$4,000 Gold By 2023 ?

Discussion in 'Bullion Investing' started by GoldFinger1969, Nov 14, 2020.

  1. GoldFinger1969

    GoldFinger1969 Well-Known Member

    Article from BARRON'S mentions U.S. Global Investor's CEO prediction:

    https://www.marketwatch.com/story/w...-of-the-u-s-presidential-election-11604426176

    I usually don't like prediction threads or stories, but I think given the likelihood of a new administation and the fact that a few people are quoted in the article with different perspectives makes this a likely thread to revisit in 3 years.

    Personally, I think that gold will be closer to $3,000 than $4,000 in 2023...BWDIK ? :D
     
    WLH22 likes this.
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  3. cpm9ball

    cpm9ball CANNOT RE-MEMBER

    Hogwash! This is just another one of the "hypesters" trying to sell their investment scheme.
     
  4. WLH22

    WLH22 Well-Known Member

    Part of me would love to see $3000 in 2023 but then part of me says "what coins are you going to be willing to part with?". That is one problem with buying graded pre-33 coinage near melt instead of bullion. It is so easy to replace bullion after a move lower but not as easy to get back the pre-33 coins. It would be nice to have to decide that though.

    If we move to gold $3000 melt value of common Double Eagles will go to $2900 and common Eagles to $1450. I wonder what the spread will be then for higher grade coins at that price? It is already crazy seeing the very common 1904 Liberty Double Eagle in MS64 CAC listed over $3300.
     
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  5. SensibleSal66

    SensibleSal66 Well-Known Member

    Awww Wise guys ehh. Stooges.jpg
     
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  6. slackaction1

    slackaction1 Supporter! Supporter

    No long term plans when u get this old.. no time like the present
     
    GoldFinger1969 likes this.
  7. GoldFinger1969

    GoldFinger1969 Well-Known Member

    No, the lead guy is head of an asset management firm where the bulk of assets are not in PMs.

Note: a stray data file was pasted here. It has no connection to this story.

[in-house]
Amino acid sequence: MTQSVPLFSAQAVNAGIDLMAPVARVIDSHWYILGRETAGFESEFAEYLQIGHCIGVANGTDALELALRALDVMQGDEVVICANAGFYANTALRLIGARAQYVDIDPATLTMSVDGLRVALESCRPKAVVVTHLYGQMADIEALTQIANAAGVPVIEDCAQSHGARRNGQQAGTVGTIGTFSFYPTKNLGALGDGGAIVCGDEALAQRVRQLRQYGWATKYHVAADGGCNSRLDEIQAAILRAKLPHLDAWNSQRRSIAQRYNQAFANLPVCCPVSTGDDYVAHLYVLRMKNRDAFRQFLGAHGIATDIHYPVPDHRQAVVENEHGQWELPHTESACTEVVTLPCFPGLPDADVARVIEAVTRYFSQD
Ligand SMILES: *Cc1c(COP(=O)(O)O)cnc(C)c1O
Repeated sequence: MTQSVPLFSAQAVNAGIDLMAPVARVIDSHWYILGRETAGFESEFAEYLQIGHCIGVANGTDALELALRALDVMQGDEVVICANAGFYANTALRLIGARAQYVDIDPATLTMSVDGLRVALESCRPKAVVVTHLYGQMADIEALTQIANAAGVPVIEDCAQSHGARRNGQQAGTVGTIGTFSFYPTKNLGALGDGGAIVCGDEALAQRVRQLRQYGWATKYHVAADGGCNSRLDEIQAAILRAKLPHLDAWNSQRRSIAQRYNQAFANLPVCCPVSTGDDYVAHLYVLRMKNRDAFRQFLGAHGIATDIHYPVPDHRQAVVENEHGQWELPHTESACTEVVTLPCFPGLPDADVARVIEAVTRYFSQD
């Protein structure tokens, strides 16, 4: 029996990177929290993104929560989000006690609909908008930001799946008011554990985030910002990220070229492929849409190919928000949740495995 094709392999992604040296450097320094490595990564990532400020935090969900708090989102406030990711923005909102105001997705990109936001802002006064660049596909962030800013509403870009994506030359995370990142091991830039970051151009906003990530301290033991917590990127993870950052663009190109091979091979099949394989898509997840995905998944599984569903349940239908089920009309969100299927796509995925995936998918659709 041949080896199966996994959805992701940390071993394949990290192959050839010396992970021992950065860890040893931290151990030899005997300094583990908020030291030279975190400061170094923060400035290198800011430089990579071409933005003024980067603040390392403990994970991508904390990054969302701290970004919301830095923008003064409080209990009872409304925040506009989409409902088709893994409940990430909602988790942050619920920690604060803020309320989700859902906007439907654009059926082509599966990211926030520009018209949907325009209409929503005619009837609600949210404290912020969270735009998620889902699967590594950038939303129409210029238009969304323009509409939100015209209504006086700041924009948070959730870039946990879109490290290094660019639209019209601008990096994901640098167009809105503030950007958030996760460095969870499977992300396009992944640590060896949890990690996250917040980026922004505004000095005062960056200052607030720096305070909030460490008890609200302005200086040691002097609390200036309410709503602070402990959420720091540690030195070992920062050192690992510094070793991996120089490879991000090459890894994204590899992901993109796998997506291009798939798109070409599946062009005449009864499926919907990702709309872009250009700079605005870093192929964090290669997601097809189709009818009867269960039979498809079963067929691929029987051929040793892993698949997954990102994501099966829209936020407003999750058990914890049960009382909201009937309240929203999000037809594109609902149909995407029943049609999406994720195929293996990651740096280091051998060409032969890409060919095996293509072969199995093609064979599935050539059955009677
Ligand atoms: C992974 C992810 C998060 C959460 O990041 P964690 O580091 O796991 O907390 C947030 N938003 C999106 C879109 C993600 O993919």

Spark1951 likes this.
  8. Santinidollar

    Santinidollar Supporter! Supporter

    I’d rather not see what would have to happen to our economy over a rather short period of time to have $4,000 gold.
     
    buckeye73, chascat, Two Dogs and 5 others like this.
  9. GoldFinger1969

    GoldFinger1969 Well-Known Member

    Agreed...alot will depend on how the premiums for quasi-bullion and numismatic coins fares. Premiums right now are pretty low by historical averages (it tends to be when gold prices are high).

    I presume that the 1904 Liberty is mostly numismatic in MS64 condition, no ? That's about what I paid for my 1923-D Saint earlier this year.

    I think the key will be for generic DE's at the MS65 level (or corresponding level where the numismatic value takes off, as with your 1904 at the MS64 level). Premiums there right now/recently were 20-25% -- not miniscule, not exorbitant. Buyers pay a premium but are still within site of the price of 1 oz. of gold.

    Again, I have posted charts here on CT which showed the premium to gold for various coins. I can always repost.

    FWIW, I think if gold hits $3,000 then your 1904 Liberty DE has to sell for $4,500 minimum and $6,000 at the high end. :cigar: :D This assumes we don't have a stampede into numismatics that takes coins up both on rising PM price and numismatic value.
     
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  10. GoldFinger1969